Friday, 1 July, 2022
HomeOpinionAnger over Floyd’s death is right. Rioting is wrong

Anger over Floyd’s death is right. Rioting is wrong

Destroying the property of innocent fellow citizens and putting lives at risk cannot substitute for protest, even if the object of the protests is a great & deeply felt wrong.

Text Size:

It’s impossible to watch the video of George Floyd dying — handcuffed, helpless, face down in the road, complaining he can’t breathe, as a Minneapolis police officer kneels on his neck for more than eight minutes — without feeling a surge of anger and incomprehension. Learning that the crime for which Floyd was apprehended was “forgery in progress” (he apparently bought cigarettes with a fake $20 bill) only adds to one’s sense of outrage.

Over the weekend, protests in many American cities turned into riots, the most widespread in decades. In places already stressed by the Covid-19 pandemic, violence and destruction surged out of control. The protesters’ anger is right; the rioters’ wanton disregard for the safety of their fellow citizens is inexcusable.

Cases in which police officers kill black Americans without cause recur with sickening regularity. They should never happen, but when they do, the authorities’ job is admittedly very difficult. They need to act swiftly, making it plain that they have seen what everybody else has seen, are no less disturbed and outraged by it, and mean to do something about it. At the same time, they must keep and speak up for public order — and for exactly the same reason: Guarding the safety of all people is their most important job.

Sadly, this is a challenge Donald Trump is singularly ill-equipped to meet. A president who thrives on anger and disorder is the very opposite of what’s needed at moments like this. But leaders at lower levels of government have hardly distinguished themselves in this case, or in other recent instances of unwarranted police violence.

The initial reluctance to arrest police officers, even in a case as egregious as Floyd’s, and investigations by multiple agencies dragged out to inordinate length feed the suspicion that the authorities are seeking not justice but reasons to overlook police abuses and outright crimes. The quid pro quo for the qualified immunity the police need to do their jobs is rigorous and effective accountability, which is frequently lacking, and the ability to recognize plain criminality without equivocation.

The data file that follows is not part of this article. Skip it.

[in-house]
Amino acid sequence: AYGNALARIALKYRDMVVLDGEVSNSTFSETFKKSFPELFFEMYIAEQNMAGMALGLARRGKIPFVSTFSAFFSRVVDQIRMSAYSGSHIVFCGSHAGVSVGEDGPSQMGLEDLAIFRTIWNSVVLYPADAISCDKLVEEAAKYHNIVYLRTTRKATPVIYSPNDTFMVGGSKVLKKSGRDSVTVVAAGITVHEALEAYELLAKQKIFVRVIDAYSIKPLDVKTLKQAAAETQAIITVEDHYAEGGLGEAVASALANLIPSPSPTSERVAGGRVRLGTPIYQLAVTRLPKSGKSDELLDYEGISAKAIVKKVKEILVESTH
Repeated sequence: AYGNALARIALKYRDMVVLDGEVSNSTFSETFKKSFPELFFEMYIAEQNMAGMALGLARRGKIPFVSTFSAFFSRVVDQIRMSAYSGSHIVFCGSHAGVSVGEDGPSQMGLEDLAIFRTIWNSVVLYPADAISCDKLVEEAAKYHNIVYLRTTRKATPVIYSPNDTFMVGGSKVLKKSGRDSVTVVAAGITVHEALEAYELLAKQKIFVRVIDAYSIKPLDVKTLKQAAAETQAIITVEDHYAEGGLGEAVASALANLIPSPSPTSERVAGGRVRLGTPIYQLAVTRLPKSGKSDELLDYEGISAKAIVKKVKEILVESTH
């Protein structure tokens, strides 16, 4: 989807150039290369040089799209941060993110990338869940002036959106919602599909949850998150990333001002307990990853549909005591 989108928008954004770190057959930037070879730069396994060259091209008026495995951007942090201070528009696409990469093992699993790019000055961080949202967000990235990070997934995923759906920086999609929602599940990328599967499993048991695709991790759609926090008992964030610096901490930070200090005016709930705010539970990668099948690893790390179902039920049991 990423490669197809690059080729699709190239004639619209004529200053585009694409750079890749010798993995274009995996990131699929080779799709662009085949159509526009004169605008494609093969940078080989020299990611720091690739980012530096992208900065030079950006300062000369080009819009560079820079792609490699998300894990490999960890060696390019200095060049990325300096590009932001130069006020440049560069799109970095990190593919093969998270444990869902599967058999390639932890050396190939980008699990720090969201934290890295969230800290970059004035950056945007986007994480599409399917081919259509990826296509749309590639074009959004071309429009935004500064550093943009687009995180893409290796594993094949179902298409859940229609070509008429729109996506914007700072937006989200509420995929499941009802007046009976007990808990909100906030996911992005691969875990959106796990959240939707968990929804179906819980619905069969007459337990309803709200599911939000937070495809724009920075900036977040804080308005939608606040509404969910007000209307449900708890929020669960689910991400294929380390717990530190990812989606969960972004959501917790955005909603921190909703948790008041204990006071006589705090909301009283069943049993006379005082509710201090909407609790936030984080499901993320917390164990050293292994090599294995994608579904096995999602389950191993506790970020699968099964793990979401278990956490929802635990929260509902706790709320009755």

It needs emphasizing that police officers are entitled to due process and to an understanding of the hazards they face in their work. But when people of good faith suspect that officers believe themselves, with reason, to be beyond the law, the damage to society is profound.

As much as the anger is justified, it does not excuse the riots. Destroying the property of innocent fellow citizens and putting lives at risk cannot substitute for protest, even when the object of the protests is a great and deeply felt wrong. That wrong needs to be addressed with new conviction and urgency at every level of government. But understanding the rage is not to forgive heedless violence and destruction.

Atlanta Mayor Keisha Lance Bottoms put this well: “We as a people are strongest when we use our voices to heal our city instead of using our hands to tear it down,” she said in a statement Saturday. “We know our citizens are angry. We are angry and we want justice. If we are to enact change in this nation, I implore everyone to channel their anger and sorrow into something more meaningful and effective through non-violent activism.” –Bloomberg 

Subscribe to our channels on YouTube & Telegram

Why news media is in crisis & How you can fix it

India needs free, fair, non-hyphenated and questioning journalism even more as it faces multiple crises.

But the news media is in a crisis of its own. There have been brutal layoffs and pay-cuts. The best of journalism is shrinking, yielding to crude prime-time spectacle.

ThePrint has the finest young reporters, columnists and editors working for it. Sustaining journalism of this quality needs smart and thinking people like you to pay for it. Whether you live in India or overseas, you can do it here.

Support Our Journalism

3 COMMENTS

  1. In many respects, USA is a disgrace for human values, and has been so for a long long time irrespective of the President in power.

  2. All fine, but if the protests were nonviolent, the government would not care. Governments are smart now, they just don’t mind peaceful protests.

  3. How Bloomberg suddenly changed there way of reporting.. When violent anti caa protest and kashmir protest happens u justify it..
    And How print has sudden change of heart and diiferent way of reporting protests..

Comments are closed.

Most Popular

×